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Plant Breeding Academy
Plant Breeding Academy
Plant Breeding Academy
University of California
Plant Breeding Academy

Welcome to the UC Davis Plant Breeding Academy

The University of California, Davis PLANT BREEDING ACADEMY is a premium professional development program designed to develop and enhance the skills of industry personnel around the world to enable them to become independent plant breeders or to contribute to larger breeding programs.

Applications now being accepted!

Session 1 starting in September 2018
Early-Bird Tuition available through March 2018


News and Updates

EPBA Class 5
UC Davis European Plant Breeding Academy starts the fifth class
The UC Davis European Plant Breeding Academy started its fifth class of students last week with a session in Enkhuizen, the Netherlands. With generous support from local industry represented by Seed Valley, the session was hosted by Monsanto and included visits to Syngenta, Bejo, Corn Bak and Incotec. Over the next two years, this class will spend more than 300 hours in classes, workshops and the field, training to complete this premium professional certificate program by attending a total of six sessions, held in Enkhuizen, The Netherlands; Angers, France; Gatersleben, Germany; Gent, Belgium; Almeria, Spain, and University of California, Davis.

UC Davis European Plant Breeding Academy graduates the fourth class
UC Davis European Plant Breeding Academy graduates the fourth class

UC Davis European Plant Breeding Academy (PBA) has graduated the fourth class with a session and graduation in Davis, California. Over the last two years, during the six sessions held in Enkhuizen, The Netherlands; Angers, France; Gatersleben, Germany; Gent, Belgium;  Almeria, Spain, and UC Davis, ten participants in this class spent more than 300 hours in classes, workshops and the field, training towards the PBA Certificate. The PBA is a premium professional certificate program offered in the USA, Europe, Asia and Africa. Fourteen classes offered worldwide since 2006 were attended by 260 breeders from 58 countries, making the PBA the most recognized program of its kind. The next class of the European PBA starts in October 2017. This class is full, applications are accepted for a waiting list. For more information, contact Joy Patterson at or visit PBA online.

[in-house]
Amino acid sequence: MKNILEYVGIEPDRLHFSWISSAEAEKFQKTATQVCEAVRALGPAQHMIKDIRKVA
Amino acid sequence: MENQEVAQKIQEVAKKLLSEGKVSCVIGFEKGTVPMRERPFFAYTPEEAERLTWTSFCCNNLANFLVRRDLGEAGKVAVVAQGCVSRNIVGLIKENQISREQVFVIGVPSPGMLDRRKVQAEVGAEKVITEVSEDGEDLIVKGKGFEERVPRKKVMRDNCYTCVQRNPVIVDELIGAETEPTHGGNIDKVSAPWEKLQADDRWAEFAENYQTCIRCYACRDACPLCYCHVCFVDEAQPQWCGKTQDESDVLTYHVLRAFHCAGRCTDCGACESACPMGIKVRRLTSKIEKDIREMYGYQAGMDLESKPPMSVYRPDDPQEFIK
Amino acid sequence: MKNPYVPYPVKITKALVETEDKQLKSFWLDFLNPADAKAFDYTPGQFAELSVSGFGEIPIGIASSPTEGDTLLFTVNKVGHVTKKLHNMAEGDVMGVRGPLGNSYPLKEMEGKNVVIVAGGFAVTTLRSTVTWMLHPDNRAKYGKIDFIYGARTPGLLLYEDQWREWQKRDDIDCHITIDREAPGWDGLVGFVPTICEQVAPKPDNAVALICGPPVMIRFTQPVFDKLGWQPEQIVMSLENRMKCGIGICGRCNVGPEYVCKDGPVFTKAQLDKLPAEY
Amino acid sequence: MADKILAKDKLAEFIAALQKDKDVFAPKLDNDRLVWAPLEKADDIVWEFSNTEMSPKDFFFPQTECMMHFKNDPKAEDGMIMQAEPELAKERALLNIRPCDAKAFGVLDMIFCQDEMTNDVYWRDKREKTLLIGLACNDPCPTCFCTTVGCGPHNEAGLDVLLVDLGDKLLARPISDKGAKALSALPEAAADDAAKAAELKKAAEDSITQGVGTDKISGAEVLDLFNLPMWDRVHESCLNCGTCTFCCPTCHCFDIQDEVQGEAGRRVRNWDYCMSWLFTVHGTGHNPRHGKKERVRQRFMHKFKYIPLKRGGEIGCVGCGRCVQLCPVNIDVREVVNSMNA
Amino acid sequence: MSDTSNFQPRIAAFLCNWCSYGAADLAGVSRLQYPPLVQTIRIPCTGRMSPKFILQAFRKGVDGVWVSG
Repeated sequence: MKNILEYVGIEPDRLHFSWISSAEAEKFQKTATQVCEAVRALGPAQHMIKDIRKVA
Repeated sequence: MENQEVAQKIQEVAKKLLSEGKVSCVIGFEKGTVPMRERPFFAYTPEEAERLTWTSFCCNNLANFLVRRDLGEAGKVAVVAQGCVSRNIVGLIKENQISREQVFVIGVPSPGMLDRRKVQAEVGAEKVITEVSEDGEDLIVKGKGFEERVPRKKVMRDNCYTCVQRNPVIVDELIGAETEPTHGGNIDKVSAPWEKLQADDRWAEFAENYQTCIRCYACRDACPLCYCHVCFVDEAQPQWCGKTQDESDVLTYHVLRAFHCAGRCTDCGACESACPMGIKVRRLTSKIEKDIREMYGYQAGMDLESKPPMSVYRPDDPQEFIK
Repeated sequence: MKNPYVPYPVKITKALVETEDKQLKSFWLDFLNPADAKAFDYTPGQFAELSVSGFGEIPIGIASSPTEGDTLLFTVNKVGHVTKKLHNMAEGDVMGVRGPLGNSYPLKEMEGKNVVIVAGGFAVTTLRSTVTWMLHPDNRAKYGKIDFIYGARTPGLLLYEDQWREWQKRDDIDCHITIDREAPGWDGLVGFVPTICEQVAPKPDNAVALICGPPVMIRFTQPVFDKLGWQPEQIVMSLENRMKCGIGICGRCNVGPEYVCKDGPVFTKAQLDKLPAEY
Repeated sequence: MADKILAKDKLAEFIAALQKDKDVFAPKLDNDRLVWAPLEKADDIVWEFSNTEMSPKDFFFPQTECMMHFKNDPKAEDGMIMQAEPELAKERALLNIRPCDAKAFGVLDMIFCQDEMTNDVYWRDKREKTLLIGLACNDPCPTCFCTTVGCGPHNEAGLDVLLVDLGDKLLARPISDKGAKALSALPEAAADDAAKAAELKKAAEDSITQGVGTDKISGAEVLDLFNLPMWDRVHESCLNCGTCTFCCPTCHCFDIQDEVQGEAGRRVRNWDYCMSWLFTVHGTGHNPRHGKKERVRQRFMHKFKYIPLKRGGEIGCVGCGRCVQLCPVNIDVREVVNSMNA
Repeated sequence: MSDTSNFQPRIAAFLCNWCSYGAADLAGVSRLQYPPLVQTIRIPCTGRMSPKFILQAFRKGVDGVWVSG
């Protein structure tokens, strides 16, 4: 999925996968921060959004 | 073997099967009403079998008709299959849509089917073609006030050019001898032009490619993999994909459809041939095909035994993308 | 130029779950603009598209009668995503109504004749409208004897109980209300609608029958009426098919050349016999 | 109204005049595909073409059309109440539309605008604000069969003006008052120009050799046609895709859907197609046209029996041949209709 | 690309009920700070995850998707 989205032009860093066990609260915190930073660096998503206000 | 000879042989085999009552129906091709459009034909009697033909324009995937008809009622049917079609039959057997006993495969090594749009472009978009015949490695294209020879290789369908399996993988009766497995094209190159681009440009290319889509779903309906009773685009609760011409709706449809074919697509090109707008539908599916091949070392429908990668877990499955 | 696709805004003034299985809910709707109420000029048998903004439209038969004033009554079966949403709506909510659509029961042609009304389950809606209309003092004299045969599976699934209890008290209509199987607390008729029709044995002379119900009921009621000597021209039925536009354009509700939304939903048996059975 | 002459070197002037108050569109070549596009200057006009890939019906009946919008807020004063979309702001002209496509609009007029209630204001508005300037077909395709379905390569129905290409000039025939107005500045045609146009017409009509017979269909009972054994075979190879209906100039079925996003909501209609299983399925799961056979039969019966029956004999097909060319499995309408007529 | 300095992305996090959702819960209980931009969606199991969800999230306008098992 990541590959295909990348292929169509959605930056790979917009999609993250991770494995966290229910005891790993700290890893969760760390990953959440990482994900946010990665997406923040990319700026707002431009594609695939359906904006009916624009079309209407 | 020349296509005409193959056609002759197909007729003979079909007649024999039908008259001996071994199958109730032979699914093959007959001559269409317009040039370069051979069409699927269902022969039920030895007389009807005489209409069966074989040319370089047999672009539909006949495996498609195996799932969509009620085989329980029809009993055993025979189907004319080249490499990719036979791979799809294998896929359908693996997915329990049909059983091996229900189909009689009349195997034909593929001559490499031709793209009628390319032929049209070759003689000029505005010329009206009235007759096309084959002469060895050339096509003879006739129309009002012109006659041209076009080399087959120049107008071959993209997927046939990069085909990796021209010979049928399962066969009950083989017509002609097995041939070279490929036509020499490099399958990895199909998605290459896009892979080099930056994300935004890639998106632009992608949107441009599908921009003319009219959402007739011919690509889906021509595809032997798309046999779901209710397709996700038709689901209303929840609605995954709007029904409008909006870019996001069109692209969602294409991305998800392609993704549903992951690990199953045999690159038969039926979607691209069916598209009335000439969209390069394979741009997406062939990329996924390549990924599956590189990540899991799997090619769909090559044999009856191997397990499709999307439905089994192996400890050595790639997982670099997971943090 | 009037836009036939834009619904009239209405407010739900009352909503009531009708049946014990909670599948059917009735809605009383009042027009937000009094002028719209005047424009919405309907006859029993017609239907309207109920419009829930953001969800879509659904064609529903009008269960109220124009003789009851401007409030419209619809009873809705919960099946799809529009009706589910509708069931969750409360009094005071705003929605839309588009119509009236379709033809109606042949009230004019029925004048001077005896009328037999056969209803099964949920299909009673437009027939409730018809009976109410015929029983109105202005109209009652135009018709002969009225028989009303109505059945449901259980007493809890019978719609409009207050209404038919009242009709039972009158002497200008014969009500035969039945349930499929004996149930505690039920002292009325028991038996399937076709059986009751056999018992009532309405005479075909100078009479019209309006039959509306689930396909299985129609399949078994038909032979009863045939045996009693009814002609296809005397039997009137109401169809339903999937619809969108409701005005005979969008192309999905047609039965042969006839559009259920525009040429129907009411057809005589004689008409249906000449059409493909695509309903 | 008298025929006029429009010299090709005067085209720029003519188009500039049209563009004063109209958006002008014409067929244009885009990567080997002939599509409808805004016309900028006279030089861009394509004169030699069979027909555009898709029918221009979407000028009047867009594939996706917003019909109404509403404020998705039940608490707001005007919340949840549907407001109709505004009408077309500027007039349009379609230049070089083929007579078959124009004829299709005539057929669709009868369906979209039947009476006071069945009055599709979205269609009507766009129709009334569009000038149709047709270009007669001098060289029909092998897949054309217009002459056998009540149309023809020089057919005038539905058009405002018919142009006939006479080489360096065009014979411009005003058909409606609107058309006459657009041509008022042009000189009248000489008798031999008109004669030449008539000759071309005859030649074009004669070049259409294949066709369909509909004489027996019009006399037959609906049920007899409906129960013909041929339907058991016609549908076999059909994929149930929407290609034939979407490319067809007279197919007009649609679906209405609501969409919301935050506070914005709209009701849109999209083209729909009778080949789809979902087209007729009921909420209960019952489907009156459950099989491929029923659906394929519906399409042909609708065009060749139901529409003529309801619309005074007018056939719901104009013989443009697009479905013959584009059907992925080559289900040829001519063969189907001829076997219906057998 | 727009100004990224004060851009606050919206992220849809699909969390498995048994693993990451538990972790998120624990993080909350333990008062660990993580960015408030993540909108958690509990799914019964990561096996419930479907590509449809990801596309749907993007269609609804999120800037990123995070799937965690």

Promoting neglected and underutilized crops: FAO & African Orphan Crops Consortium try to safeguard valuable food resources

A woman cleaning Moringa seeds in Niger. Moringa is a genus of shrubs and trees with multi-purpose uses. All parts of the Moringa tree are edible.
The African Orphan Crop Consortium (AOCC), an African-led, international consortium founded by the New Partnership for Africa’s Development (NEPAD) and Mars, Incorporated (all UC Davis African Plant Breeding Academy partners) are working to sequence the genomes of 101 African underutilized ('orphan') crops. “This information will allow breeders to use the same strategies and technologies as those for Western crops, such as maize, to make rapid improvements in African crops,” said ICRAF Director General Tony Simons, whose organization provides Secretariat services, a laboratory and classrooms to the AOCC. Read More

Enoch Achigan Dako (UAC) and Julia Sibiya (PROTA), alumnae of the University of California’s African Plant Breeding Academy, discuss establishment of African Plant Breeding Association

Enoch Achigan Dako (UAC) and Julia Sibiya (PROTA) Establishing African Plant Breeding Association